Media under fire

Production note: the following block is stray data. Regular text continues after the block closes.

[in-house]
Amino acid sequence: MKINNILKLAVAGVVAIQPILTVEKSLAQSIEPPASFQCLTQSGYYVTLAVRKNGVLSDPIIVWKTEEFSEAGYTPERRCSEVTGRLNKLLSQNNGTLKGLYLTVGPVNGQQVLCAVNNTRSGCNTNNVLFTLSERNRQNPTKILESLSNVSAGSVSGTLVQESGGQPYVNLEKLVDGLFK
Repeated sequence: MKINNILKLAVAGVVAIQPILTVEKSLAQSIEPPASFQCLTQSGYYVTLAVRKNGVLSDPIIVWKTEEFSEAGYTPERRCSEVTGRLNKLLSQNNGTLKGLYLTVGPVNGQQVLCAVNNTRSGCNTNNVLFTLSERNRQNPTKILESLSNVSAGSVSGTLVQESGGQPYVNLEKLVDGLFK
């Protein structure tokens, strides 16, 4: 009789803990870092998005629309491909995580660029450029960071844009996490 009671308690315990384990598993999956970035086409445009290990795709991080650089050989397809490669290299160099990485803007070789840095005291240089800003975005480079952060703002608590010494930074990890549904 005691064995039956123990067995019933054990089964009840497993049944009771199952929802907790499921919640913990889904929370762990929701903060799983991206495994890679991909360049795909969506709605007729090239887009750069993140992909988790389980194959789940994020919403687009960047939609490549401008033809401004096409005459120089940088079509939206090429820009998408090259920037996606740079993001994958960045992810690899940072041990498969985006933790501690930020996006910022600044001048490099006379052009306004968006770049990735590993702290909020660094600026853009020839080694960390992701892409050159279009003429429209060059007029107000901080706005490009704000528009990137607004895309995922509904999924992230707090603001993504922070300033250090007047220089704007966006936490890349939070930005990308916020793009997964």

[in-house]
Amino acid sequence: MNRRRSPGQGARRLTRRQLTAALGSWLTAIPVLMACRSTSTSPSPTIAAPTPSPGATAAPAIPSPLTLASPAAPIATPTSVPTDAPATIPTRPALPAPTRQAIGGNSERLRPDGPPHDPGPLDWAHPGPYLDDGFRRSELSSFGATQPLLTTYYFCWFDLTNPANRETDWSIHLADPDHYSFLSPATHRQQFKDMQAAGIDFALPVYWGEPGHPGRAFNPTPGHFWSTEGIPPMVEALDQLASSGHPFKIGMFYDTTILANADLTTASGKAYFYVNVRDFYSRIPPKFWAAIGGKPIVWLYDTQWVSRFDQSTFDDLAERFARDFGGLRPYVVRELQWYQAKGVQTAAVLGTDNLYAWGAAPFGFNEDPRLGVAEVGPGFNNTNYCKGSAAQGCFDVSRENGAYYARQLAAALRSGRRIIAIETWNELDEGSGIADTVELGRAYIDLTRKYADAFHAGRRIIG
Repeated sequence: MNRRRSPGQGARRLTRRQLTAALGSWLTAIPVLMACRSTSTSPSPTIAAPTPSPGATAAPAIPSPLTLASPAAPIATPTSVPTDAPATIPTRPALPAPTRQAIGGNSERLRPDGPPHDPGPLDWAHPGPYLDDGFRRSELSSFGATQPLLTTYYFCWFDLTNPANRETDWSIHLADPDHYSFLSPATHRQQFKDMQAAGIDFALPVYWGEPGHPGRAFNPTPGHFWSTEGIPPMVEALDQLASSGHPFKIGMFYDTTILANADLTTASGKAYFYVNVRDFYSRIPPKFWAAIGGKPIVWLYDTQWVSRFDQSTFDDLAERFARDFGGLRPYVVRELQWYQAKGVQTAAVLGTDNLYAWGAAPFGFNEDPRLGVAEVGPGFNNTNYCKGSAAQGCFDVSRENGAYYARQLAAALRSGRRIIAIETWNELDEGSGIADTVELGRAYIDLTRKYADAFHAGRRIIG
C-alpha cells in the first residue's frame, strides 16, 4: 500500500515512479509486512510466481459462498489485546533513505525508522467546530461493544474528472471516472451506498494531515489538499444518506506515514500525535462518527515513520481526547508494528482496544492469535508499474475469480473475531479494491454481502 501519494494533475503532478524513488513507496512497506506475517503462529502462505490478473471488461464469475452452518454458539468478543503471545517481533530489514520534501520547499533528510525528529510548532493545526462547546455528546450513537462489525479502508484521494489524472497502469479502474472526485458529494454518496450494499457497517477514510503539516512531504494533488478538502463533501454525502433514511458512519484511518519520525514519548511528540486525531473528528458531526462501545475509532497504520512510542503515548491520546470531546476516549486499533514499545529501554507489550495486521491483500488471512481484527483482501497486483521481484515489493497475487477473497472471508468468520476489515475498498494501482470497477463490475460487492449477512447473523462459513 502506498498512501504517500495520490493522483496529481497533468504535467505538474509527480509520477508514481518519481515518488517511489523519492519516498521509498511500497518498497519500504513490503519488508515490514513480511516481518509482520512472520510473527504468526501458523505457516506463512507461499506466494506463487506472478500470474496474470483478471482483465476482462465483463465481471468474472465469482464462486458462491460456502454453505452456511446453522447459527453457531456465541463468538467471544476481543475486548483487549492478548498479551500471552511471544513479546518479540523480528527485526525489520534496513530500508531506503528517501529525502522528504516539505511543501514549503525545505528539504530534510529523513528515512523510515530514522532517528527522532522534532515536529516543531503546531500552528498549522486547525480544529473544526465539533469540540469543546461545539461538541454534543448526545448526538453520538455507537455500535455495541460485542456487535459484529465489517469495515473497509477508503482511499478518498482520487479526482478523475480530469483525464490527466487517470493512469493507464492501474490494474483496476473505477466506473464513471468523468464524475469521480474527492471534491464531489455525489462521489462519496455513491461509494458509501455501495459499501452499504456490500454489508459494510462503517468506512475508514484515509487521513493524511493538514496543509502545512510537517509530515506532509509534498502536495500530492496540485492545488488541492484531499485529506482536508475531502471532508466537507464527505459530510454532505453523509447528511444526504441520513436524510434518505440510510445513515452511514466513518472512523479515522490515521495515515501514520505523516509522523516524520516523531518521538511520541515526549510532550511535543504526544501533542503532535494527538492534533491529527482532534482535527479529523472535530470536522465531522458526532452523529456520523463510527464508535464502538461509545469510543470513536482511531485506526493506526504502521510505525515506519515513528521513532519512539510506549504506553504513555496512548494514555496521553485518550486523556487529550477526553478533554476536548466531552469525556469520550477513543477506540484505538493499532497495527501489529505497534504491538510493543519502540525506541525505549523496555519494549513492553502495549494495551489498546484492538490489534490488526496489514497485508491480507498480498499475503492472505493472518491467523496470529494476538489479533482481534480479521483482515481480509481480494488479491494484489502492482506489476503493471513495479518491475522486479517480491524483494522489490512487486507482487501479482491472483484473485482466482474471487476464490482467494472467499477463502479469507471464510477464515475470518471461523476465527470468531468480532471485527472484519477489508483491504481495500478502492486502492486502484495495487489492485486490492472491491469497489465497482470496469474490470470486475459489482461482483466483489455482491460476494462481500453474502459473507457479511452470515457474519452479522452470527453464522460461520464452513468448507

The pressure on the BBC by the government of Tony Blair to stop its investigation and criticism of Britain’s complicity in the war in Iraq has an invisible side to it, but one that is very important: That is the sudden expansion of the role of the media and the difficulties under which they are required to fulfill their mission. Not only are they left politically exposed, but they have to confront the silence, the neutrality or even the hostility of those political forces which should be their natural allies in the process of informing the public correctly and objectively. Take, for example, the case of the BBC. Its investigation and revelations regarding the Blair government’s distortion of the Iraq file so as to convince the public of the need for a US-British invasion, would normally have been the job of the opposition, in this case the Conservative Party. But what sort of criticism can one expect from a party which for centuries has been pro-American and approved of the Iraq war without even waiting to hear Blair’s «proof» of the nuclear and chemical weapons which Saddam Hussein was supposed to possess. Of course, the blurring of ideological and political differences, including those between socialist and liberal parties, is not restricted to Britain. Let us accept that this confusion is due to the «ebbing of socialist ideology before the neo-liberal tide» as PASOK’s new general secretary, Michalis Chrysochoidis, said in a speech a few days ago. The matter is of little consequence whatever we call it. The fact is that the annihilation of socialist ideology has given rise to a vacuum. It has wiped out the clash of ideas and leveled out policies that once inspired various social movements. Major issues such as globalization and saving the environment have effectively been left outside the debate between traditional political rivals. Will the media be able to fill this vacuum?

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